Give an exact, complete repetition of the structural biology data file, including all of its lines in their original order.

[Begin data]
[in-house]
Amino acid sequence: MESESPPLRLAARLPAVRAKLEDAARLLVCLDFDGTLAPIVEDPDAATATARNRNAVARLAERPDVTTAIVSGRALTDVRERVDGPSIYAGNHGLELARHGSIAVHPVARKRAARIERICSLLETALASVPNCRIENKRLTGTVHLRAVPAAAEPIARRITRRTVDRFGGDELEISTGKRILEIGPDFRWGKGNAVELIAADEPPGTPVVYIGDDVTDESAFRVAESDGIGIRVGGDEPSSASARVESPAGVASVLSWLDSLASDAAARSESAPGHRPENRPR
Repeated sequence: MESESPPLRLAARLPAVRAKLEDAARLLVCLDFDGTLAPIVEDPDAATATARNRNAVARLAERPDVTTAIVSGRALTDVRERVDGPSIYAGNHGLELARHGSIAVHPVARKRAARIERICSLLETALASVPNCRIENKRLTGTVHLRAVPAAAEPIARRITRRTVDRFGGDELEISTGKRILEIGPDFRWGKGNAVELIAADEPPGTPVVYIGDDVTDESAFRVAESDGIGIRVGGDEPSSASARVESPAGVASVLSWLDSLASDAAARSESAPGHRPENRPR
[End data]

[in-house]
Amino acid sequence: MESESPPLRLAARLPAVRAKLEDAARLLVCLDFDGTLAPIVEDPDAATATARNRNAVARLAERPDVTTAIVSGRALTDVRERVDGPSIYAGNHGLELARHGSIAVHPVARKRAARIERICSLLETALASVPNCRIENKRLTGTVHLRAVPAAAEPIARRITRRTVDRFGGDELEISTGKRILEIGPDFRWGKGNAVELIAADEPPGTPVVYIGDDVTDESAFRVAESDGIGIRVGGDEPSSASARVESPAGVASVLSWLDSLASDAAARSESAPGHRPENRPR
Repeated sequence: MESESPPLRLAARLPAVRAKLEDAARLLVCLDFDGTLAPIVEDPDAATATARNRNAVARLAERPDVTTAIVSGRALTDVRERVDGPSIYAGNHGLELARHGSIAVHPVARKRAARIERICSLLETALASVPNCRIENKRLTGTVHLRAVPAAAEPIARRITRRTVDRFGGDELEISTGKRILEIGPDFRWGKGNAVELIAADEPPGTPVVYIGDDVTDESAFRVAESDGIGIRVGGDEPSSASARVESPAGVASVLSWLDSLASDAAARSESAPGHRPENRPR